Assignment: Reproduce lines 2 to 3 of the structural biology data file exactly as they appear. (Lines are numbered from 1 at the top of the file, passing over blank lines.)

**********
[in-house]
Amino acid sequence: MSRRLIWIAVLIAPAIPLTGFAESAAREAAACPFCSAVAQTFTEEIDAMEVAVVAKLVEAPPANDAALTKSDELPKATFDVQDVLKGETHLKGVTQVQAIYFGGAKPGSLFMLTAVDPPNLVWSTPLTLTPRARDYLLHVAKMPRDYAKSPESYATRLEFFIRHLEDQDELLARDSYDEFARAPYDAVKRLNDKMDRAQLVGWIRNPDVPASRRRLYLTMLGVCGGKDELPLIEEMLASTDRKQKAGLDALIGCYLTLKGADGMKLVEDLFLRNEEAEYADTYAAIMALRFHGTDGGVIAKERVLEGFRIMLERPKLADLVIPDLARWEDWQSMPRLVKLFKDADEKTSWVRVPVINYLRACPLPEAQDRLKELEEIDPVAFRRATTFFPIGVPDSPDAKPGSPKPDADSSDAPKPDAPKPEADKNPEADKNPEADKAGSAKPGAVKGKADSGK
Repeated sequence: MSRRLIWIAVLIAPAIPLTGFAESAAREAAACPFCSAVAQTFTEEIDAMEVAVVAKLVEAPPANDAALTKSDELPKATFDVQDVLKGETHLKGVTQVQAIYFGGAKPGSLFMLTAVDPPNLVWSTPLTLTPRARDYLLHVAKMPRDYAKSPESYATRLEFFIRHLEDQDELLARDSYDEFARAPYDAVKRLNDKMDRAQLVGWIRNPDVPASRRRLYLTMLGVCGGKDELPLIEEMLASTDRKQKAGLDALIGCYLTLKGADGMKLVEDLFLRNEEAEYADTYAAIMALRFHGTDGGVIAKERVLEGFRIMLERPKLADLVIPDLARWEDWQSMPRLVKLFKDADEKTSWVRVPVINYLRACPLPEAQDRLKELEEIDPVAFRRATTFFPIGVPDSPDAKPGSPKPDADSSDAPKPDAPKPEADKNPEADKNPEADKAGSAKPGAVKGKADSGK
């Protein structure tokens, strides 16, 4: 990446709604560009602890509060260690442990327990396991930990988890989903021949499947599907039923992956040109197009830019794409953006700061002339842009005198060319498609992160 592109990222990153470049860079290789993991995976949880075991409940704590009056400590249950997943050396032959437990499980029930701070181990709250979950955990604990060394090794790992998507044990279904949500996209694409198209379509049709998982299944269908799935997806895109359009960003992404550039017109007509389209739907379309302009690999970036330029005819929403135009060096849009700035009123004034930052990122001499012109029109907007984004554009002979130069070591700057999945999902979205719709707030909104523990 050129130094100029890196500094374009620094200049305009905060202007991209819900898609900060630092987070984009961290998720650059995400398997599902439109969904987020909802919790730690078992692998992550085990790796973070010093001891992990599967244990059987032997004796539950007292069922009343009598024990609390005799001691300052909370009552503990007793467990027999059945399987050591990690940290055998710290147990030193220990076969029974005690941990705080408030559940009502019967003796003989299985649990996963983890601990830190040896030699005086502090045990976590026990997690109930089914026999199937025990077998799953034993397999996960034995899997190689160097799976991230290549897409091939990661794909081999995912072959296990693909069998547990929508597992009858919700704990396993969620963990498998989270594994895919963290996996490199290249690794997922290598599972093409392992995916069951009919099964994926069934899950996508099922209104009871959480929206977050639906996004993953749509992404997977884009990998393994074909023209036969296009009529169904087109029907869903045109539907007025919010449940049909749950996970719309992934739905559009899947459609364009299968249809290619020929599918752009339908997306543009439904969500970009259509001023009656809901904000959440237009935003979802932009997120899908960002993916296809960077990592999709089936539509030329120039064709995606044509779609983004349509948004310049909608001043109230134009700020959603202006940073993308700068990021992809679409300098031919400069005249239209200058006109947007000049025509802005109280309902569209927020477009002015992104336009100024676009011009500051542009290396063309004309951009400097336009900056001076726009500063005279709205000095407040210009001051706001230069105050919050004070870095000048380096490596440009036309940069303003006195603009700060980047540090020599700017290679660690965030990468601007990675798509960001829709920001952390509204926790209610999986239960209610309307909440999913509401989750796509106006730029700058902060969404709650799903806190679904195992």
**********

Amino acid sequence: MSRRLIWIAVLIAPAIPLTGFAESAAREAAACPFCSAVAQTFTEEIDAMEVAVVAKLVEAPPANDAALTKSDELPKATFDVQDVLKGETHLKGVTQVQAIYFGGAKPGSLFMLTAVDPPNLVWSTPLTLTPRARDYLLHVAKMPRDYAKSPESYATRLEFFIRHLEDQDELLARDSYDEFARAPYDAVKRLNDKMDRAQLVGWIRNPDVPASRRRLYLTMLGVCGGKDELPLIEEMLASTDRKQKAGLDALIGCYLTLKGADGMKLVEDLFLRNEEAEYADTYAAIMALRFHGTDGGVIAKERVLEGFRIMLERPKLADLVIPDLARWEDWQSMPRLVKLFKDADEKTSWVRVPVINYLRACPLPEAQDRLKELEEIDPVAFRRATTFFPIGVPDSPDAKPGSPKPDADSSDAPKPDAPKPEADKNPEADKNPEADKAGSAKPGAVKGKADSGK
Repeated sequence: MSRRLIWIAVLIAPAIPLTGFAESAAREAAACPFCSAVAQTFTEEIDAMEVAVVAKLVEAPPANDAALTKSDELPKATFDVQDVLKGETHLKGVTQVQAIYFGGAKPGSLFMLTAVDPPNLVWSTPLTLTPRARDYLLHVAKMPRDYAKSPESYATRLEFFIRHLEDQDELLARDSYDEFARAPYDAVKRLNDKMDRAQLVGWIRNPDVPASRRRLYLTMLGVCGGKDELPLIEEMLASTDRKQKAGLDALIGCYLTLKGADGMKLVEDLFLRNEEAEYADTYAAIMALRFHGTDGGVIAKERVLEGFRIMLERPKLADLVIPDLARWEDWQSMPRLVKLFKDADEKTSWVRVPVINYLRACPLPEAQDRLKELEEIDPVAFRRATTFFPIGVPDSPDAKPGSPKPDADSSDAPKPDAPKPEADKNPEADKNPEADKAGSAKPGAVKGKADSGK